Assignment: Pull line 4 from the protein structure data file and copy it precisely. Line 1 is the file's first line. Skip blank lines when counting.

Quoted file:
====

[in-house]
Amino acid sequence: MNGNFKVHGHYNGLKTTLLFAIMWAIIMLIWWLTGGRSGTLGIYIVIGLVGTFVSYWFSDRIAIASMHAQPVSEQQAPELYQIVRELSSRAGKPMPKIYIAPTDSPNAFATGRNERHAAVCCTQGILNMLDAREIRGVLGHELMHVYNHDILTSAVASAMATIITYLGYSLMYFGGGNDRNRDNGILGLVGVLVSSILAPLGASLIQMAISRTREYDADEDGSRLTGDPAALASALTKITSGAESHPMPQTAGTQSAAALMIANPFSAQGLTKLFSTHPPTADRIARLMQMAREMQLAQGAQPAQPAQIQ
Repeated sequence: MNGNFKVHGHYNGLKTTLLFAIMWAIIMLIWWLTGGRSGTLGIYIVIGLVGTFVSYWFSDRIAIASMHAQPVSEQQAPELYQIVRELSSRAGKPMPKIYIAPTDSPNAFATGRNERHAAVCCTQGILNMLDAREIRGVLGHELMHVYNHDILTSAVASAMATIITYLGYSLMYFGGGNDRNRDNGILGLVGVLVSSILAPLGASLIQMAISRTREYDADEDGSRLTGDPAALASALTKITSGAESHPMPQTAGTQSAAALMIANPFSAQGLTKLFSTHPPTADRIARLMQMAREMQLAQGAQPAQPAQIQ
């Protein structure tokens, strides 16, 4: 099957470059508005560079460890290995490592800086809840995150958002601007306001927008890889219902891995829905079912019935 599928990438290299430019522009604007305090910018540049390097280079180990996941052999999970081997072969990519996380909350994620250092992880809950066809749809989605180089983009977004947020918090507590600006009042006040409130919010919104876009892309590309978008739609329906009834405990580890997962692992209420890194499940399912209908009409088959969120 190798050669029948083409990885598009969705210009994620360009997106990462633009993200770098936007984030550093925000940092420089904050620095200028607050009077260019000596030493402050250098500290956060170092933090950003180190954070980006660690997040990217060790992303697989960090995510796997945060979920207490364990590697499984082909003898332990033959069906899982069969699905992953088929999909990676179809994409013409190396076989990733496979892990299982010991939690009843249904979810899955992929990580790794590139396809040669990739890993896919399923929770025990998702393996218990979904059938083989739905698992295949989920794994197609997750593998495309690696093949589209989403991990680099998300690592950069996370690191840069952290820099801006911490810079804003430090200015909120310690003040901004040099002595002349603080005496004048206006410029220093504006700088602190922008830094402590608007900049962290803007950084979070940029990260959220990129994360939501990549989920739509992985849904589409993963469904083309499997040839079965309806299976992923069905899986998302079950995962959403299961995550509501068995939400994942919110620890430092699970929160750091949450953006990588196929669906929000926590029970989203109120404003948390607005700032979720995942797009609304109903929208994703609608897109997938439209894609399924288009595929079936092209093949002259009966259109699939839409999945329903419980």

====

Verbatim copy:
């Protein structure tokens, strides 16, 4: 099957470059508005560079460890290995490592800086809840995150958002601007306001927008890889219902891995829905079912019935 599928990438290299430019522009604007305090910018540049390097280079180990996941052999999970081997072969990519996380909350994620250092992880809950066809749809989605180089983009977004947020918090507590600006009042006040409130919010919104876009892309590309978008739609329906009834405990580890997962692992209420890194499940399912209908009409088959969120 190798050669029948083409990885598009969705210009994620360009997106990462633009993200770098936007984030550093925000940092420089904050620095200028607050009077260019000596030493402050250098500290956060170092933090950003180190954070980006660690997040990217060790992303697989960090995510796997945060979920207490364990590697499984082909003898332990033959069906899982069969699905992953088929999909990676179809994409013409190396076989990733496979892990299982010991939690009843249904979810899955992929990580790794590139396809040669990739890993896919399923929770025990998702393996218990979904059938083989739905698992295949989920794994197609997750593998495309690696093949589209989403991990680099998300690592950069996370690191840069952290820099801006911490810079804003430090200015909120310690003040901004040099002595002349603080005496004048206006410029220093504006700088602190922008830094402590608007900049962290803007950084979070940029990260959220990129994360939501990549989920739509992985849904589409993963469904083309499997040839079965309806299976992923069905899986998302079950995962959403299961995550509501068995939400994942919110620890430092699970929160750091949450953006990588196929669906929000926590029970989203109120404003948390607005700032979720995942797009609304109903929208994703609608897109997938439209894609399924288009595929079936092209093949002259009966259109699939839409999945329903419980």